A Californian entry to the upscale gin market with a lot of hype behind it.
Review D. George Benham’s Sonoma Dry Gin
Made in: Graton, CA by Graton Distillery.
45% alcohol/90 proof
Botanicals 12: Juniper, mint, Meyer Lemon, peppermint, vanilla, grains of paradise, angelica, coriander, cardamom, orris root, Buddha’s hand (a multi-fingered citrus fruit), and camomile.
After reading about this gin for a while I was pretty excited to try it. It came in one of my first orders of gin during the quarantine period.
The first thing you notice about this gin is the bottle, and in truth, I don’t mean that as a good thing. It’s a jarring with stripes and changes in coloration that make it look like it was pasted together as a ransom note made from strips of magazine ads - some quite badly cut (especially if you see it from the side and from behind). While that makes it stand out, it’s not so much in a good way. Yet certainly I thought it’s what’s in the bottle that matters.
Benham’s bills this as a one of a kind gin, and honestly that’s a pretty good thing. It’s won a few gold medals, and to be fair I thought I’d rather enjoy it. Sadly after tasting my feeling is it’s far more hype than substance.
One thing I always judge a gin by is how well it drinks by itself (actually on the rocks) - a sipping gin in other words. And on that I have mixed feelings about it. There are some things I like about the gin, especially it's silky mouthfeel, but in terms of flavors there is something that rubs me very much the wrong way, especially in terms of the astringency of the gin - it's not quite refined enough, and flavors that taste disjointed.
And I think that’s the botanical mixture itself. It’s more of a muddle than a celebration of the flavors that are mixed together here. While there is a certain crispness, it’s moderately harsh, and fails to let any flavors truly shine through. The citrus falls a bit flat, you can taste whiffs of the vanilla, angelica, and grains of paradise and the slight lingering taste of the peppermint and cinnamon are present, but they fail to work well in concert.
Oddly enough it feels a bit like a dirty martini with a hint of olive taste.
While I know this gin has gotten a lot of good press, and has a bevy of fans, but unfortunately I think there is a lot more hype than substance here. This is a solid gin but in this modern market hardly, a great one, or even a standout.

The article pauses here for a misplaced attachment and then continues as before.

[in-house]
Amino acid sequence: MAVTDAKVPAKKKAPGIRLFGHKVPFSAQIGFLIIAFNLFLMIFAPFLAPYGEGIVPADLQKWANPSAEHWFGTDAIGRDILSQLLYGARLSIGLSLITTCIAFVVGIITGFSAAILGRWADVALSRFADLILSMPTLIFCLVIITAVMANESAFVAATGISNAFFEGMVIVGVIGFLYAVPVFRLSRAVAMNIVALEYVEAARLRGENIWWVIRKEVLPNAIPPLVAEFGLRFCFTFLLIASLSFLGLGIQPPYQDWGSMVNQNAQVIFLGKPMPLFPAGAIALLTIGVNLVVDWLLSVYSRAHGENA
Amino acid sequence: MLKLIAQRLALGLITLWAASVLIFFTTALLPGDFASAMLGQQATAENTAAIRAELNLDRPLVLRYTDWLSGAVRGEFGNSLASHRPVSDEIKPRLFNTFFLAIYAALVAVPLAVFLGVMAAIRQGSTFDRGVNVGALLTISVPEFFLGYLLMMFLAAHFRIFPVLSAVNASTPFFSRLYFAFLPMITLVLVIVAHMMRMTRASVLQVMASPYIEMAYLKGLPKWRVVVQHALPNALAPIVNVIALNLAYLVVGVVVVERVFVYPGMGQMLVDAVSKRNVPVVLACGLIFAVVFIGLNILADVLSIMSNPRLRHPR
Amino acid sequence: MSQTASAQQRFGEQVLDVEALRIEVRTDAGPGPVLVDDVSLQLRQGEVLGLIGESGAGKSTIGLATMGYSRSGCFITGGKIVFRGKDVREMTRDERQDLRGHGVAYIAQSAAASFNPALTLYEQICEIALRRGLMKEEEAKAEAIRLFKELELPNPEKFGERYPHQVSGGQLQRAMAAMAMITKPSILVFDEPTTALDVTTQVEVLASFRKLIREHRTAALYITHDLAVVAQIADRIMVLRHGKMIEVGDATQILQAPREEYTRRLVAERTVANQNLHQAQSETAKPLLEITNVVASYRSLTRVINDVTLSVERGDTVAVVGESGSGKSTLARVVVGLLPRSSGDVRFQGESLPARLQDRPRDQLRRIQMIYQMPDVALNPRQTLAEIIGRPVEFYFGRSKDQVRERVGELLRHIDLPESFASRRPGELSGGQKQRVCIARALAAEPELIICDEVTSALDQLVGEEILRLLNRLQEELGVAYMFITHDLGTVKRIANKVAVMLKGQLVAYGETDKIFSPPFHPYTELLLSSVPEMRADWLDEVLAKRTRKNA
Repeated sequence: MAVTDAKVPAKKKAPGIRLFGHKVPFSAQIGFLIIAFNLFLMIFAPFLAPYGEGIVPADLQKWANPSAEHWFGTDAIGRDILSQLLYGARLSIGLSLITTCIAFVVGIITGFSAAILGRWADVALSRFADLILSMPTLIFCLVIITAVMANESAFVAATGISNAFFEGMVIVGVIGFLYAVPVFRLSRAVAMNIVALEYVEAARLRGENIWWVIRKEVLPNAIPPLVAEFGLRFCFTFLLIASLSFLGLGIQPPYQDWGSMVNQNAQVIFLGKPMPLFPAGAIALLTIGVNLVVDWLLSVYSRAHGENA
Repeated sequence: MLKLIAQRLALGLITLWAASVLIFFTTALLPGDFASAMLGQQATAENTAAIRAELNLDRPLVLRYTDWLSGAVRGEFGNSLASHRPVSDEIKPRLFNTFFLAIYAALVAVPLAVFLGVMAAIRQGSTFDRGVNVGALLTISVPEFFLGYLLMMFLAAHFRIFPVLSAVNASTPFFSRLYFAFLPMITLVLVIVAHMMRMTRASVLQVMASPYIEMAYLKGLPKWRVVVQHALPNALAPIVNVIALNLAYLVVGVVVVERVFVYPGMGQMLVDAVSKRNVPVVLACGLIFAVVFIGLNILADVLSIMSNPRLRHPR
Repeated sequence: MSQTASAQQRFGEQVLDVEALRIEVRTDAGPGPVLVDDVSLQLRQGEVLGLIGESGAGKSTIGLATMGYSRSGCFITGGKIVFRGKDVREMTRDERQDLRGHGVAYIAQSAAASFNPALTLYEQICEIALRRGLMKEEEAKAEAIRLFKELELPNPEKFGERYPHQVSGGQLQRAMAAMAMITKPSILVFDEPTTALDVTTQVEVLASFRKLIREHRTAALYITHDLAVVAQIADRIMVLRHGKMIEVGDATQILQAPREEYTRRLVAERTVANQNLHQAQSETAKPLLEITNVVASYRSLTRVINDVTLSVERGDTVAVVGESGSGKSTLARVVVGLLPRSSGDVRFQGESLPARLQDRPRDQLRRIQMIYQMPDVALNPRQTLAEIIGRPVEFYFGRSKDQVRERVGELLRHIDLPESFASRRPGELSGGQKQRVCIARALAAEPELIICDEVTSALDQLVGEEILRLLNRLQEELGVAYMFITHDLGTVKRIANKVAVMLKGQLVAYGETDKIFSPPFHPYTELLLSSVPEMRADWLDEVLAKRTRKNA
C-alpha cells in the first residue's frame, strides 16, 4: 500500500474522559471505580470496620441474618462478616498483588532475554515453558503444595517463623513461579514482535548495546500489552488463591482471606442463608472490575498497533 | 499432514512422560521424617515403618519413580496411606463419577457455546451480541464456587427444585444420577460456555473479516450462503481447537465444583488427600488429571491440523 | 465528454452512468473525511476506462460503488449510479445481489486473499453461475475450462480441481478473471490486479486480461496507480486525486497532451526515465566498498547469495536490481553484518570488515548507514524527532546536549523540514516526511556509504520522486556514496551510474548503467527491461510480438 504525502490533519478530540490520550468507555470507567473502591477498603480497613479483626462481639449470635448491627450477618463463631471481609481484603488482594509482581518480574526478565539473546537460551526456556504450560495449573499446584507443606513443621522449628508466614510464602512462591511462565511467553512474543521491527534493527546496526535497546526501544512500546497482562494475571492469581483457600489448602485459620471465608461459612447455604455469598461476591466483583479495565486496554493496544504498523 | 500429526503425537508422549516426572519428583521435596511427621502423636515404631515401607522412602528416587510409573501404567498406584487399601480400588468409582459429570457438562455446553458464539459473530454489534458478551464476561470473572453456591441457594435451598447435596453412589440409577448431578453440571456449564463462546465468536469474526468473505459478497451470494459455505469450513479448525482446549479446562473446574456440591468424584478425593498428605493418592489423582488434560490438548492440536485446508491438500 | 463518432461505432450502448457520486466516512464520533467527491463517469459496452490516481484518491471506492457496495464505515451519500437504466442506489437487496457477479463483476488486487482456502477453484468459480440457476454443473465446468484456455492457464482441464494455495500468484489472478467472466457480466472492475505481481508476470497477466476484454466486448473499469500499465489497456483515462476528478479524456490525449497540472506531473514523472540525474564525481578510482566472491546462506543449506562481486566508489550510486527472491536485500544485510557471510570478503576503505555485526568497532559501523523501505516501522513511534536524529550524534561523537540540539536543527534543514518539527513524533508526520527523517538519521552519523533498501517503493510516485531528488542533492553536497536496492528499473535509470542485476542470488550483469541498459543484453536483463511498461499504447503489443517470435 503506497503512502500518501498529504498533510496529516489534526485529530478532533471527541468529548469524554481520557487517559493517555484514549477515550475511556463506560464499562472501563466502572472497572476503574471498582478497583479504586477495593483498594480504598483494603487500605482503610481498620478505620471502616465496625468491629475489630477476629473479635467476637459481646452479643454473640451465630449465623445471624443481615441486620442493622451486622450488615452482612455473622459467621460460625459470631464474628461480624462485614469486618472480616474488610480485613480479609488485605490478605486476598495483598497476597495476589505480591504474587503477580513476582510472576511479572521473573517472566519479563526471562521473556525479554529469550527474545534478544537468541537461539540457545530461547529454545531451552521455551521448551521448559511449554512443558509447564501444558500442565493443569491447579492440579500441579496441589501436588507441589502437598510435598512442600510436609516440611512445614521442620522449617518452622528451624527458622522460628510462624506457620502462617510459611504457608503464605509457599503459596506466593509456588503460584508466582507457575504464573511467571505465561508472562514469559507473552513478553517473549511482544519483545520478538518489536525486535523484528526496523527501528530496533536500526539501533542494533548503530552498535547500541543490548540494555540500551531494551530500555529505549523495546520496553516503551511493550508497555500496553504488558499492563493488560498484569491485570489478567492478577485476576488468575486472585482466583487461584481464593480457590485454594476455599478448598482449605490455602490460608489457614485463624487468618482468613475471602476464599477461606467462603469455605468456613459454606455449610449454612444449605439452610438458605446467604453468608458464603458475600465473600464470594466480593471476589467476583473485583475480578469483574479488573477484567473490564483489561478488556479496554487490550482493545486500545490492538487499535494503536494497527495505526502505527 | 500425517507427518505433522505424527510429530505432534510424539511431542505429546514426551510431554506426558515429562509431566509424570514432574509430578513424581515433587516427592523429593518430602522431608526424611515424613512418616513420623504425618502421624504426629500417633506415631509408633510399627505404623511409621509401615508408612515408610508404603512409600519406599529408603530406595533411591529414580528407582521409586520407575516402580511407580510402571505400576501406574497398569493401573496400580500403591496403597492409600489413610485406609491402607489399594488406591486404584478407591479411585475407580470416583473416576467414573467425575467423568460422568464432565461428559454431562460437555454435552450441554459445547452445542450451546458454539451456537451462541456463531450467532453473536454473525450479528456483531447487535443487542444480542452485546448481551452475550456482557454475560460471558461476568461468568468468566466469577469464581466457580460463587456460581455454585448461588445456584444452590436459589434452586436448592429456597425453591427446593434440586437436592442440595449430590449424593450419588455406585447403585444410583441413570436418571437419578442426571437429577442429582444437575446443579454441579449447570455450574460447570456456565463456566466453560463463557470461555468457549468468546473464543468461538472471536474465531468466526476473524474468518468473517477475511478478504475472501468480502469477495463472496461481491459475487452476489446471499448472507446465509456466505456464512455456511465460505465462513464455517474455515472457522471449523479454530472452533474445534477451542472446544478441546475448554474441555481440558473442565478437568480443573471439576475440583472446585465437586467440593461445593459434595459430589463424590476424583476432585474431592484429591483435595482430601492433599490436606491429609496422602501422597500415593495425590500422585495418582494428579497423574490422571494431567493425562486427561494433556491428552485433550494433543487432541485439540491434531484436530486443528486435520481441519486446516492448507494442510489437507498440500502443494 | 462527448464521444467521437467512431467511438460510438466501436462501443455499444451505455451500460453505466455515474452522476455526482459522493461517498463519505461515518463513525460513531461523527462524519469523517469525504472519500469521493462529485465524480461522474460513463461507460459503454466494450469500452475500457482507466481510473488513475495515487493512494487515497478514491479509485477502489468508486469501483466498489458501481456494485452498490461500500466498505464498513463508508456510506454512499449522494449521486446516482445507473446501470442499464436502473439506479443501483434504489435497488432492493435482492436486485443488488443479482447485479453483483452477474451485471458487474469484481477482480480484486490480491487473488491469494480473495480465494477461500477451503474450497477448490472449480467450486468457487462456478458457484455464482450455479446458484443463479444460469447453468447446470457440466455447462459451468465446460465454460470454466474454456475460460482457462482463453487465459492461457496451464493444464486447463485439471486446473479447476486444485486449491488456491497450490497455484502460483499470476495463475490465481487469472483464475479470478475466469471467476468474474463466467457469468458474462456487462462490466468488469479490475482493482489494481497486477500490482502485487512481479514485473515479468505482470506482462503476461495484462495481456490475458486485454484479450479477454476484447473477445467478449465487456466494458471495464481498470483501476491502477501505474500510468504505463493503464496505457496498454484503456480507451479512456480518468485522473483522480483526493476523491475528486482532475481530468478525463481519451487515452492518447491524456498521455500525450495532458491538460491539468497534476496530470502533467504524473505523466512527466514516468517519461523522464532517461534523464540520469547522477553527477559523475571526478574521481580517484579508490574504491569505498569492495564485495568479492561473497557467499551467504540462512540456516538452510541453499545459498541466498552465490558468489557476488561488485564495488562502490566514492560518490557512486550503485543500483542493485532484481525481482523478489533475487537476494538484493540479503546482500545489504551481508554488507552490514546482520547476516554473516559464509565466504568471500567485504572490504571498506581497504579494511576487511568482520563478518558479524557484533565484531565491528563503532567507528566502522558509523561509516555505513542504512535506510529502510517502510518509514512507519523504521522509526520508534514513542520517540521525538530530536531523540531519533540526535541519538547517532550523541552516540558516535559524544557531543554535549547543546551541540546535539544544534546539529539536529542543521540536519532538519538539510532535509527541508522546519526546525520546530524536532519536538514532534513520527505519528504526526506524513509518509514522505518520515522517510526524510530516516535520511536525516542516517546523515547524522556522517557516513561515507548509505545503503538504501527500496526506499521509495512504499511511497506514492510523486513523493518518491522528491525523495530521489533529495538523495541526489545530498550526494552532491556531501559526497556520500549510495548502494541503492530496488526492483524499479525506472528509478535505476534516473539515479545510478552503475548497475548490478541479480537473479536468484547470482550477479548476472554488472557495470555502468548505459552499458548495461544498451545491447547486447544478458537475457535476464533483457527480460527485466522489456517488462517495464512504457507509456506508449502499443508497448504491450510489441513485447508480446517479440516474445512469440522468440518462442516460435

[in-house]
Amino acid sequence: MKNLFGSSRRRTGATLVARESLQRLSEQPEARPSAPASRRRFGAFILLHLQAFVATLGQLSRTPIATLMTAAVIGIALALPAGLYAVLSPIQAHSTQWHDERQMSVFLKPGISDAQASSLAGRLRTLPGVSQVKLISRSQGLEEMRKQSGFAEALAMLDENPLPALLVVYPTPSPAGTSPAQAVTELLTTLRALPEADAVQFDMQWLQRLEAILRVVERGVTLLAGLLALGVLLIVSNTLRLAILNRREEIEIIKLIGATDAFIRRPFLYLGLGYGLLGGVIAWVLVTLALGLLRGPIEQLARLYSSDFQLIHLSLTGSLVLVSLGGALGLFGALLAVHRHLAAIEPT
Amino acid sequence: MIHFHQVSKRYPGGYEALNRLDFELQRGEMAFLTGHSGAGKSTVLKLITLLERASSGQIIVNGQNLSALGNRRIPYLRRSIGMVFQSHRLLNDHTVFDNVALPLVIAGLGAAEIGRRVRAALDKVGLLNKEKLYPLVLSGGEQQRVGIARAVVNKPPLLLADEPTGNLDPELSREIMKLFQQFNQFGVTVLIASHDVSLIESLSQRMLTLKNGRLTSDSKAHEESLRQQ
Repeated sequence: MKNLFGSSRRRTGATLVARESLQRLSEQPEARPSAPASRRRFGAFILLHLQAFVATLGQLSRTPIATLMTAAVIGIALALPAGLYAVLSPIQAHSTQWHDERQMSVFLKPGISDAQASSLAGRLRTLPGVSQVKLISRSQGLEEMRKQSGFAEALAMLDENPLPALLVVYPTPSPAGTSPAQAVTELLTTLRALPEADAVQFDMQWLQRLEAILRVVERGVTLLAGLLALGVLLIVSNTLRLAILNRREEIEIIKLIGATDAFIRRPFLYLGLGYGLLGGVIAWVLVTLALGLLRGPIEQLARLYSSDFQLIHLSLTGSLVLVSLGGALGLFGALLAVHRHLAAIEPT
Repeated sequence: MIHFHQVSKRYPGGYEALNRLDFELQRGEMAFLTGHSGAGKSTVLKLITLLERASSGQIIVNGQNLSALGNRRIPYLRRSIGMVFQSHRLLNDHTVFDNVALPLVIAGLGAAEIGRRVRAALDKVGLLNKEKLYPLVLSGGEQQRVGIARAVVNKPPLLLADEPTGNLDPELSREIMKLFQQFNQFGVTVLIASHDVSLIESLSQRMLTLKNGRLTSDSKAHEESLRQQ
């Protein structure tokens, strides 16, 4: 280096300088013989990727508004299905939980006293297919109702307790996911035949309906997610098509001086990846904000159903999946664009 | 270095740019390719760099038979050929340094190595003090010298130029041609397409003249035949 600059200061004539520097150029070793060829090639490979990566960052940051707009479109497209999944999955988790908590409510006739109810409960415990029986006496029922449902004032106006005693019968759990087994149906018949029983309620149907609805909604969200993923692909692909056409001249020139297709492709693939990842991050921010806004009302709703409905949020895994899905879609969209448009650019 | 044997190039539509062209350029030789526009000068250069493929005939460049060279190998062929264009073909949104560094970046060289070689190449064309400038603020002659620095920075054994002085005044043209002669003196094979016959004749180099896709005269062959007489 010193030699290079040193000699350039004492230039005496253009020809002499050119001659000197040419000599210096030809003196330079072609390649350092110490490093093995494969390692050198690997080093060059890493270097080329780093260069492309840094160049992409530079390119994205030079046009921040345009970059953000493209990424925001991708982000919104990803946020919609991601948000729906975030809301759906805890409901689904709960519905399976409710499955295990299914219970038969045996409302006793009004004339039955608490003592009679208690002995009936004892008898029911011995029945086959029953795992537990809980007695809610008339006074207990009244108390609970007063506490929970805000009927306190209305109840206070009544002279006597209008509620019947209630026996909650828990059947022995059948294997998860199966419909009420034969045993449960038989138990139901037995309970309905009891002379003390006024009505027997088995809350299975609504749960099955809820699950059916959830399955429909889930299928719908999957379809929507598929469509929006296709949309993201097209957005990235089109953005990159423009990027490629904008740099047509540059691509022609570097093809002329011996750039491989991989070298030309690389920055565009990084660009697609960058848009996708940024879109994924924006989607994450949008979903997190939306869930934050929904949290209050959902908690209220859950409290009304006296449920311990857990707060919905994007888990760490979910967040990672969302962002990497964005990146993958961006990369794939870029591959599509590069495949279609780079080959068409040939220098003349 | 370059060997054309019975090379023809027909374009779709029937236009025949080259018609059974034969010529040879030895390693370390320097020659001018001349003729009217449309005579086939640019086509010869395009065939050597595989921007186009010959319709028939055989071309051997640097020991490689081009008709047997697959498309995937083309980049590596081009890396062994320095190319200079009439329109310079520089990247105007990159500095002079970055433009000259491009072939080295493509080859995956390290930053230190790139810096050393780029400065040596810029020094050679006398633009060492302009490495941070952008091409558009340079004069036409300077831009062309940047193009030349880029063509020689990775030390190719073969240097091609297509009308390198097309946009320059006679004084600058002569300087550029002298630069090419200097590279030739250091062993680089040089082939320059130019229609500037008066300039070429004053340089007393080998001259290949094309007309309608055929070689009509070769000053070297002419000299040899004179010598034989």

This may well be a good mixing gin, but it’s not a great sipping gin, it’s just too astringent, that’s a strike against it. But as a mixer it should pair well with a mediterranean style tonic to make a fairly good gin and tonic (it was poor with a more Indian style traditional tonic water), but I’d hesitate to say it was more than fairly good.
In terms of other classic drinks I can’t say that this is the right gin. It was best in a Tom Collins and decent enough in a cajun martini. It failed to do much for me in a classic martini (as it surprised me with a strong licorice flavor that reminded me more of ouzo or arrack) , or negroni.
spice 4/5 Loud, but muddled
Overall rating: 72. Different but average at best - I’d call it nothing special. For less money (average price is about $38) you can find much better - and had this been less expensive I might have rated this one better.
What you need to know about reviews: All my reviews are my honest opinions based upon my own personal tasting. I am NOT a paid reviewer, and no compensation was given, or expected. I may from time to time choose to do a second review and amend my opinion of a product, should I feel like it and find my review criteria has evolved, or that I’ve found it different at a later date. That said, as I’m unlikely to repurchase anything I thought was less than very good to excellent, it would be by chance or at the request of a distiller who thought I rated them very unfairly - BUT even then, whatever you get will always be my honest opinion.